“One thing. Just one thing. You stick to that and everything else don’t mean &*$#.” That is the secret of life according to Curly in City Slickers.

Now, I don’t know if that is truly the secret of life, but I do think it is a great start to finding the secret to your success. Okay, maybe there isn’t just one, one thing. Maybe your sales success is a series of “one things.”

In my article Willpower vs. Self-Discipline I discussed the difference between willpower and self-discipline. The main difference between the two being that willpower mostly focuses on a single act while self-discipline delivers repeated actions. Getting to that consistent, structured self-discipline takes a lot of work, and sometimes the hardest part of that is just getting started. So, I’ve got some suggestions to get you off the fence and start down your path toward self-discipline – one step at a time.

After all, you can do anything once, right? So, let’s talk about the things that if done “once” will deliver you selling success.

Daily ONE Things

Read ONE article/blog from a source that understands your industry. You will be shocked at the opportunities you find to share what you learned.

Personal brand management
Share ONE idea/link/retweet via social media to enhance your personal brand. Give your prospects something powerful to find when they search you online, because they will.

Weekly ONE Things

Identify the ONE suspect (someone with whom you want to do business, but whom is not yet aware of that fact) you will contact this week to set up a meeting. Nothing is more important than filling your pipeline.

Identify the ONE prospect (someone who knows you want to do business with you and with whom you are having ongoing sales discussions) in your pipeline who you are going to move to a final decision. A stagnant pipeline is worse than an empty pipeline because it gives a false sense of security.

Client relationship management
Proactively contact ONE client this week for no reason other than sharing an article, an idea, or to just check in. Goes so far in building the personal connection.

Thank you
Send ONE handwritten thank-you note to someone who is making a difference for you. It may be the only piece of mail they actually read that day.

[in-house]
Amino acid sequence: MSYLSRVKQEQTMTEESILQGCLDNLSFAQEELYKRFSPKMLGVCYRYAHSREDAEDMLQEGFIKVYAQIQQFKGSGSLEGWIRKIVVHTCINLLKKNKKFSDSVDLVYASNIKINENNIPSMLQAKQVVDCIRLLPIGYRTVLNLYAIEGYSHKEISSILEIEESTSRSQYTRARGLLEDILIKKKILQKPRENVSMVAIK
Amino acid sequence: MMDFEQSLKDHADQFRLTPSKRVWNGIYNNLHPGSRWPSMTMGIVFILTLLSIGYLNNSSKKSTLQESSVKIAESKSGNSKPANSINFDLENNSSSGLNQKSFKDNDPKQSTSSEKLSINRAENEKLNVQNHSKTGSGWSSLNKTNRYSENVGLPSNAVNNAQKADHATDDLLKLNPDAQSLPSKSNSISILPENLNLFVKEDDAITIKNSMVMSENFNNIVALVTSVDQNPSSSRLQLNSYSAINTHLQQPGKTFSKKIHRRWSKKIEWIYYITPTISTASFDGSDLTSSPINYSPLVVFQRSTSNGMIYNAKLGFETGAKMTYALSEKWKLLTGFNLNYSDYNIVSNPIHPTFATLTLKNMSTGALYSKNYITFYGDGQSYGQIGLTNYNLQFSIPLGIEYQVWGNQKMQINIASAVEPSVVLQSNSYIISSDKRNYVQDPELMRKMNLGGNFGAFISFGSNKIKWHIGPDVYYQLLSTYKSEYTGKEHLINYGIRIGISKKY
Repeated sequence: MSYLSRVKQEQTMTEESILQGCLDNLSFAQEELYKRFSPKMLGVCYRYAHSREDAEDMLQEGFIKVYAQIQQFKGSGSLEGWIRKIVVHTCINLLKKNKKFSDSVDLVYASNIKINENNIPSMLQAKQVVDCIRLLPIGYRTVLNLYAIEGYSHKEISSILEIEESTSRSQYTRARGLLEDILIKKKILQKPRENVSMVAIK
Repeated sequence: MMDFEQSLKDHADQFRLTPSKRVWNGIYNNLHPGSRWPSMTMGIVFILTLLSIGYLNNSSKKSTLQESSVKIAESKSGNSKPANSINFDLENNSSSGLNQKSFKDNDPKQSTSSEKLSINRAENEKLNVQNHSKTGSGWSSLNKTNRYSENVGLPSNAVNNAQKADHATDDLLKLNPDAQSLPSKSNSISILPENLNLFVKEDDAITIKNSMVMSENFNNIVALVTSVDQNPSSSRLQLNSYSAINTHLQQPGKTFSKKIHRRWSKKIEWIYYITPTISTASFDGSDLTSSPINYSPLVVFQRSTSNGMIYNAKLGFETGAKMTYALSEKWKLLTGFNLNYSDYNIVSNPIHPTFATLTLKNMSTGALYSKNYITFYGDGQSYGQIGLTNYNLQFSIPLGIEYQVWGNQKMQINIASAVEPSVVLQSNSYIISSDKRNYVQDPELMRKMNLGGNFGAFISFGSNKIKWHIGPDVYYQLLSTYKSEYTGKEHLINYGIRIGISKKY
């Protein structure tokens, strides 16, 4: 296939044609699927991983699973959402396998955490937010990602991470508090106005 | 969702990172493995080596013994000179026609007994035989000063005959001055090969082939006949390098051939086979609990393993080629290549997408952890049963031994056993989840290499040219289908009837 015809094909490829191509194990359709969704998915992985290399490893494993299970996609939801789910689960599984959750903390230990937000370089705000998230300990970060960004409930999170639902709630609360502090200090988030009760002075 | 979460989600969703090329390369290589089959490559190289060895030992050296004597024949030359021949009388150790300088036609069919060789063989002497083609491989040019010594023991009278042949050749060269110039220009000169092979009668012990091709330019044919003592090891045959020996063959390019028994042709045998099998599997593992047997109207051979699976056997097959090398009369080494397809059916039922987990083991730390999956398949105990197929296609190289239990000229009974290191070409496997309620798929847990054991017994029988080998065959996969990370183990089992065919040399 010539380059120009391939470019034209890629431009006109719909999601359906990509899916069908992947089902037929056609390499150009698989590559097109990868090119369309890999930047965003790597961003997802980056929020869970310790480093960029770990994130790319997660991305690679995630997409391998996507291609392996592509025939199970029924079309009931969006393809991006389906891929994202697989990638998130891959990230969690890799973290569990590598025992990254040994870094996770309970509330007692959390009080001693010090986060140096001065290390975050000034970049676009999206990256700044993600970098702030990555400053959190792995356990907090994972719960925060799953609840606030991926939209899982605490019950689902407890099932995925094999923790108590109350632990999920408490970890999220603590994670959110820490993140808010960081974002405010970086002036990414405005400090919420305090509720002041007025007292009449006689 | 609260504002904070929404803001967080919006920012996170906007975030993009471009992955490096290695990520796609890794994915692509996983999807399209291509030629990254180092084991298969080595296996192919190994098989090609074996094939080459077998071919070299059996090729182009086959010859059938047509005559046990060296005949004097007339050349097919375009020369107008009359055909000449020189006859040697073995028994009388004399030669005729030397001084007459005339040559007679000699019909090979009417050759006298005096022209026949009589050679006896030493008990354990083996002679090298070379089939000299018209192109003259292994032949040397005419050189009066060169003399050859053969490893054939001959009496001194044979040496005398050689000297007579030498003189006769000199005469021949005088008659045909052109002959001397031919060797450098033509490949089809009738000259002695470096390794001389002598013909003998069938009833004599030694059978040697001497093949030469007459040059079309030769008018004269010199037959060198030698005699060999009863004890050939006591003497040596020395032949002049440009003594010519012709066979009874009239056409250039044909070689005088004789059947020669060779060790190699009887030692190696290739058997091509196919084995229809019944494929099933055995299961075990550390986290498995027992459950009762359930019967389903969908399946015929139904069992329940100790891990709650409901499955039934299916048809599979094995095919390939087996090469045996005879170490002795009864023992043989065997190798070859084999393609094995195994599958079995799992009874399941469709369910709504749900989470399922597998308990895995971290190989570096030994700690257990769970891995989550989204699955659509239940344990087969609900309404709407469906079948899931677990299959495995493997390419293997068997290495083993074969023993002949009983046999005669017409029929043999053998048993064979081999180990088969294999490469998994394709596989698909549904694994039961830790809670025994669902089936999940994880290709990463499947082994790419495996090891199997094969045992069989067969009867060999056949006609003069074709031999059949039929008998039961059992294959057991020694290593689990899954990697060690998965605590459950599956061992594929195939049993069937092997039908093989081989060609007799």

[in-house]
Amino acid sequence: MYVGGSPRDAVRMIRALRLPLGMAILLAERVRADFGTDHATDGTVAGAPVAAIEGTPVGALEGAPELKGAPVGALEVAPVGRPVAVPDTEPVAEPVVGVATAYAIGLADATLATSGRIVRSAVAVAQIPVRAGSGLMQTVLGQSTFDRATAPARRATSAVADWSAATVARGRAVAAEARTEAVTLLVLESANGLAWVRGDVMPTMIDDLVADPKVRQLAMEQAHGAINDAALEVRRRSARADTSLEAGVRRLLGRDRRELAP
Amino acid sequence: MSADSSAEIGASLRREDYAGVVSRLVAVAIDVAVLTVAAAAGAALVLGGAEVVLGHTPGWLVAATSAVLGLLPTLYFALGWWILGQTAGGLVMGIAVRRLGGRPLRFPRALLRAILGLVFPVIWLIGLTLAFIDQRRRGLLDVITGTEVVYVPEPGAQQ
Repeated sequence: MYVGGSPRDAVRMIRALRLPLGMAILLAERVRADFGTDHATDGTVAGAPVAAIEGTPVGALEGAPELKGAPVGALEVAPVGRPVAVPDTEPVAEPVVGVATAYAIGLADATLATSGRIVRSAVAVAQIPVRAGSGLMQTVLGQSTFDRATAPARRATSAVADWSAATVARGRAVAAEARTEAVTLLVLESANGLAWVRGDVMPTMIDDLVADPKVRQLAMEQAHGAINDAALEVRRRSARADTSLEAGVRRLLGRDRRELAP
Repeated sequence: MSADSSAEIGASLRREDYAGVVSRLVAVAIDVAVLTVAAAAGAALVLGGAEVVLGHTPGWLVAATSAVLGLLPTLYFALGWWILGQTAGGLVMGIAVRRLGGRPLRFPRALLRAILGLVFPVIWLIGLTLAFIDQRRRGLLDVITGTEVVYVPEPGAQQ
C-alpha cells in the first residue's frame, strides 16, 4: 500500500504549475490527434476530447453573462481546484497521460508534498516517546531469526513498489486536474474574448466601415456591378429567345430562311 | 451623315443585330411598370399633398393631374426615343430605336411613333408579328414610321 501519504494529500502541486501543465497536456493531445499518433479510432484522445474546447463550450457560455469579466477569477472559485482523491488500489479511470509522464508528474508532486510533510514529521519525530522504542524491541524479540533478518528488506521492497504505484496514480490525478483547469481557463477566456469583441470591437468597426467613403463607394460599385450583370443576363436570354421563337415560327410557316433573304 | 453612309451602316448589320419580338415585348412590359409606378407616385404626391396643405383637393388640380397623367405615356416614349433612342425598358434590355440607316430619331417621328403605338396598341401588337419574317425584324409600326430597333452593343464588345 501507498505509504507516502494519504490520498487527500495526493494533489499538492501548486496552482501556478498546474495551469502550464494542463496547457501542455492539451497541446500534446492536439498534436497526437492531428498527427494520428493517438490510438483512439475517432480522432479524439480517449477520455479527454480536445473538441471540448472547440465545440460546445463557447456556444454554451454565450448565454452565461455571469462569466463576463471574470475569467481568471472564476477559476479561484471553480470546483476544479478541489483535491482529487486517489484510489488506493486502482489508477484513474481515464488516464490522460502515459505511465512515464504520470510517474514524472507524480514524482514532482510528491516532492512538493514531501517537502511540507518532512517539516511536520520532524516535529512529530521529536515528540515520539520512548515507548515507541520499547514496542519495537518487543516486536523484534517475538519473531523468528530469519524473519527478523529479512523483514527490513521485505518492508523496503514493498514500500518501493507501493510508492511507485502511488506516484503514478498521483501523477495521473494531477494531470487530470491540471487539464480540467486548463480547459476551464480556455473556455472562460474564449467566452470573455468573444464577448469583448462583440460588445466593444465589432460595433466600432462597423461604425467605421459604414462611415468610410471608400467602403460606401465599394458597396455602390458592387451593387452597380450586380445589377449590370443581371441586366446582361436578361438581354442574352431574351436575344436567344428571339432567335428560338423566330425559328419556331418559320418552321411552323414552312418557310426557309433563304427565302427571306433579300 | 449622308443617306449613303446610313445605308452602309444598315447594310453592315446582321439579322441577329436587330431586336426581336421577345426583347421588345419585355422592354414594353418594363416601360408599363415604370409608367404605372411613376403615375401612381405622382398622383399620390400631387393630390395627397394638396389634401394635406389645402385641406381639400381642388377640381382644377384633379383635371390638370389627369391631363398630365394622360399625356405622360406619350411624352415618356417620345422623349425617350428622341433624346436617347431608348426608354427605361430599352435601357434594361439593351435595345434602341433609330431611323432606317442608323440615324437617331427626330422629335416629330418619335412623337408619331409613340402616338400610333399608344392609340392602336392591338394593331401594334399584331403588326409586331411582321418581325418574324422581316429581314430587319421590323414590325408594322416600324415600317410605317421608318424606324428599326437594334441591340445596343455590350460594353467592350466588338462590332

Take ONE client or center of influence to lunch this week for the purpose of asking for a referral. Of course, be sure you have earned the opportunity to ask for a referral.

Role play ONE part of your sales process, with a partner, each week. Be prepared to execute your process, as well as to answer questions and objections that are sure to come up with prospects and clients.

Plan out your weekly activities. Instead of meeting each day not knowing what it holds, decide ONE time, at the beginning of the week, what things are the most valuable use of your time.

Monthly ONE Things

Team member relationship management
Take ONE team member out to lunch this month to learn how you can help them be more successful at what they do. I promise, the more you help them be successful, they more they will be able/willing to help you be successful.

Prospect research
Get online and do some in-depth research to find a group of potentially viable prospects. Search through your connections, your connections’ connections, your local marketplace, or industry resources to identify suspects and find possible links to get a referral or introduction.

Quarterly ONE Things

Personal development
What is the ONE business book you will pick up and read this quarter? Never stop learning.

Annual ONE Things


Take time to plan out your upcoming year with goals for prospecting, keeping prospects moving through the sales process, as well as sales goals. Outline how you plan to achieve these goals with your own personal marketing plan.

Book of business management
What is the ONE segment of your book of business you are going to pass on to someone else? I know this one is tough for producers to get their arms around, basically “firing” some of their clients, but it’s typically the right thing to do. When I profile books of business (ranking the accounts from most revenue to least revenue), I will almost always see that the bottom 25 percent of a book usually only generates 1 percent of total book revenue, many times only averaging a few hundred dollars of revenue per year. These accounts slow your growth more than you recognize.

So there you have it. If you need a little help getting started on that path to self-discipline, use the power you already have in willpower to get it going. You don’t even have to do all of the ONE things, just pick a few. But really, I think you have enough willpower to tackle them all. You just have to be honest enough with yourself and ask, “How badly do I really want it?”


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